The focus of the Allen et al. study was on expanding the notion of diathesis learning to the Type D personality with its added component of negative affectivity, which, in turn, may be related to reductions in the hippocampus. Although BI should heighten the activation of the amygdala, and hence increase the rate of eye-blink conditioning, the effect of the Type D personality would be to reduce the eye-blink conditioning learning curve thanks to a reduced hippocampal volume (poorer memory).
The research team exposed their sample of 89 college students (63 females) to an eye-blink conditioning procedure in which their eye-blink responses served as the outcome variable. They also completed measures of BI (Gladstone & Parker, 2005) and Type D personality (Denollet, 2005). Questions on the BI scale included: “Do you tend to observe strangers from a distance first, before being able to mix in?”; “Do you tend to introduce yourself to new people?" (reverse scored); and “Do you prefer your own company to the company of others?”
The 14 items on the Type D personality measure that rates negative affectivity included: “I am often in a bad mood”; “I often find myself worrying about something”; and “I often make a fuss about unimportant things.” The social inhibition questions on the Type D scale are similar to those measuring BI, such as “I find it hard to start a conversation.”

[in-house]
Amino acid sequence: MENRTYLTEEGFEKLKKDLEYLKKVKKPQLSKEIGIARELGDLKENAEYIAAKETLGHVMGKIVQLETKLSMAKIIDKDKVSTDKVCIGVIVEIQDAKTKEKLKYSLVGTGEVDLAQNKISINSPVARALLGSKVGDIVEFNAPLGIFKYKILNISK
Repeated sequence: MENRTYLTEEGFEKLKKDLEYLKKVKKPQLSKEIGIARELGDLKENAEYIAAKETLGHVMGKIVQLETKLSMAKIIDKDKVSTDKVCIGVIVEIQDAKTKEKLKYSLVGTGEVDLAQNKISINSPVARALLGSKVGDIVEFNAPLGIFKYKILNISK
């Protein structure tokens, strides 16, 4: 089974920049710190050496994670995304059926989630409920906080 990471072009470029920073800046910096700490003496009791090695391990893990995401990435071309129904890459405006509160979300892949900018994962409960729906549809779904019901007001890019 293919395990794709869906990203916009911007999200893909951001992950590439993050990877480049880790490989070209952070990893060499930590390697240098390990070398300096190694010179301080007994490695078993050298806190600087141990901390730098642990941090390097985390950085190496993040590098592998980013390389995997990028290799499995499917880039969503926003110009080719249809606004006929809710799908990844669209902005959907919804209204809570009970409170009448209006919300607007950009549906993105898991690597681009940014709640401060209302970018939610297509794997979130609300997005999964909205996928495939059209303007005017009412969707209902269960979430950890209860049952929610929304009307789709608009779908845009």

As the authors predicted, individuals high in both the BI and SI components of the Type D personality measure showed more rapid eye-blink conditioning, supporting the idea that the socially inhibited person is highly vigilant to stimuli in the environment. The findings for negative affectivity were less clear-cut, as there was no difference in conditioning rates for individuals classified as high vs. low on this component of the Type D measure. Cautioning that further research is needed, the authors noted, “It appears that NA acts like a hippocampal lesion (p. 99),” which would support the idea that depression has a neural basis.
From this study’s findings, it appears that Type D personality, particularly the inhibited component, does seem to have a role to play in an individual’s overall mental health, above and beyond its relationship to cardiac disease. The heightened vigilance that represents social inhibition, tested in this study via a conditioning paradigm, means that, as the authors conclude, there is “an increased risk of developing anxiety disorders in anxiety-prone individuals when exposed to aversive stimuli” (p. 101).
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To sum up, you can see that the Type D personality is a measurable entity that shows up in a specific pattern of responses to a classical conditioning paradigm. The fact that this is a “real” personality construct suggests that it is worth paying attention to if you, or someone you care about, has these tendencies. Mental and physical health are intimately linked, and finding fulfillment in life means trying to maximize both.
Allen, M. T., Handy, J. D., Blankenship, M. R., & Servatius, R. J. (2018). The distressed (Type D) personality factor of social inhibition, but not negative affectivity, enhances eyeblink conditioning. Behavioural Brain Research, 34593-103. doi:10.1016/j.bbr.2018.02.035
Denollet, J. (2005). DS14: Standard assessment of negative affectivity, social inhibition, and Type D personality. Psychosomatic Medicine, 67(1), 89-97. doi:10.1097/01.psy.0000149256.81953.49